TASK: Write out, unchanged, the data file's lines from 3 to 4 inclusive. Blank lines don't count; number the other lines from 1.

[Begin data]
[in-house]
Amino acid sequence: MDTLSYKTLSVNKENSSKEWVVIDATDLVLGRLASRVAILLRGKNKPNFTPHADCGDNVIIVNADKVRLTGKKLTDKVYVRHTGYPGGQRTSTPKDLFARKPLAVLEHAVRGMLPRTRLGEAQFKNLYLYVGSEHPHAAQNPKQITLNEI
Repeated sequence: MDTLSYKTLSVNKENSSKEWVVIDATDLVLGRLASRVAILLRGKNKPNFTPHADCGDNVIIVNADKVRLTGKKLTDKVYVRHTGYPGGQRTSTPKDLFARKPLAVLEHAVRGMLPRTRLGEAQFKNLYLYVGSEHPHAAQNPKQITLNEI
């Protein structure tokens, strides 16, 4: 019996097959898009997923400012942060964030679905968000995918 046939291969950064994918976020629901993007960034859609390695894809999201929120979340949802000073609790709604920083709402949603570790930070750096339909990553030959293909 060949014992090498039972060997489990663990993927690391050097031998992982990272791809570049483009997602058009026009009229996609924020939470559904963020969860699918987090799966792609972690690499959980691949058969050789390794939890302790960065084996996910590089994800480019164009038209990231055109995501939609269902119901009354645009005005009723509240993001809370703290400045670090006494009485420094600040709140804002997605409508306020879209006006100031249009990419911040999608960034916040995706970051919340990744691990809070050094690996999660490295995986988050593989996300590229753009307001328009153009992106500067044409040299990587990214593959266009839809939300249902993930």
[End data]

Repeated sequence: MDTLSYKTLSVNKENSSKEWVVIDATDLVLGRLASRVAILLRGKNKPNFTPHADCGDNVIIVNADKVRLTGKKLTDKVYVRHTGYPGGQRTSTPKDLFARKPLAVLEHAVRGMLPRTRLGEAQFKNLYLYVGSEHPHAAQNPKQITLNEI
């Protein structure tokens, strides 16, 4: 019996097959898009997923400012942060964030679905968000995918 046939291969950064994918976020629901993007960034859609390695894809999201929120979340949802000073609790709604920083709402949603570790930070750096339909990553030959293909 060949014992090498039972060997489990663990993927690391050097031998992982990272791809570049483009997602058009026009009229996609924020939470559904963020969860699918987090799966792609972690690499959980691949058969050789390794939890302790960065084996996910590089994800480019164009038209990231055109995501939609269902119901009354645009005005009723509240993001809370703290400045670090006494009485420094600040709140804002997605409508306020879209006006100031249009990419911040999608960034916040995706970051919340990744691990809070050094690996999660490295995986988050593989996300590229753009307001328009153009992106500067044409040299990587990214593959266009839809939300249902993930």